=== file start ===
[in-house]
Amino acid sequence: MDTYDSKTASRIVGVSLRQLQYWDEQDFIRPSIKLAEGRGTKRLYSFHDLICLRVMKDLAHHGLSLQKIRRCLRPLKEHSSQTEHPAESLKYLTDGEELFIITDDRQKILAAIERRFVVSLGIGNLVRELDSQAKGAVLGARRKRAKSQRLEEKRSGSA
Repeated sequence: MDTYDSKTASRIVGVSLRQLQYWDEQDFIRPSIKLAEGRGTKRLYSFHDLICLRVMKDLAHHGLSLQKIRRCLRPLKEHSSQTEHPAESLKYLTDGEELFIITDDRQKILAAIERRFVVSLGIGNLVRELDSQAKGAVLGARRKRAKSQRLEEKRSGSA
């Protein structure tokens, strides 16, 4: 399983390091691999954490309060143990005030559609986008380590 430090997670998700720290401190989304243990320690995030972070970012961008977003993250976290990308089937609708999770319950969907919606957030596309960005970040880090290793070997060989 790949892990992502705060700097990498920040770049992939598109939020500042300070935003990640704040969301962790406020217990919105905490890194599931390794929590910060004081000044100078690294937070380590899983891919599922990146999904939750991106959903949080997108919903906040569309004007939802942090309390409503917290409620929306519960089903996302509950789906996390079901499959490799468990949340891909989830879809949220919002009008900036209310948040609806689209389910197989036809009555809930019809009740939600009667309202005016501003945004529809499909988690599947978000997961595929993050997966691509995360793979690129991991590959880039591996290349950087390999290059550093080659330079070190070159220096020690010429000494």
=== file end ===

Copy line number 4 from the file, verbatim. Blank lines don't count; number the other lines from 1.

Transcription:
């Protein structure tokens, strides 16, 4: 399983390091691999954490309060143990005030559609986008380590 430090997670998700720290401190989304243990320690995030972070970012961008977003993250976290990308089937609708999770319950969907919606957030596309960005970040880090290793070997060989 790949892990992502705060700097990498920040770049992939598109939020500042300070935003990640704040969301962790406020217990919105905490890194599931390794929590910060004081000044100078690294937070380590899983891919599922990146999904939750991106959903949080997108919903906040569309004007939802942090309390409503917290409620929306519960089903996302509950789906996390079901499959490799468990949340891909989830879809949220919002009008900036209310948040609806689209389910197989036809009555809930019809009740939600009667309202005016501003945004529809499909988690599947978000997961595929993050997966691509995360793979690129991991590959880039591996290349950087390999290059550093080659330079070190070159220096020690010429000494």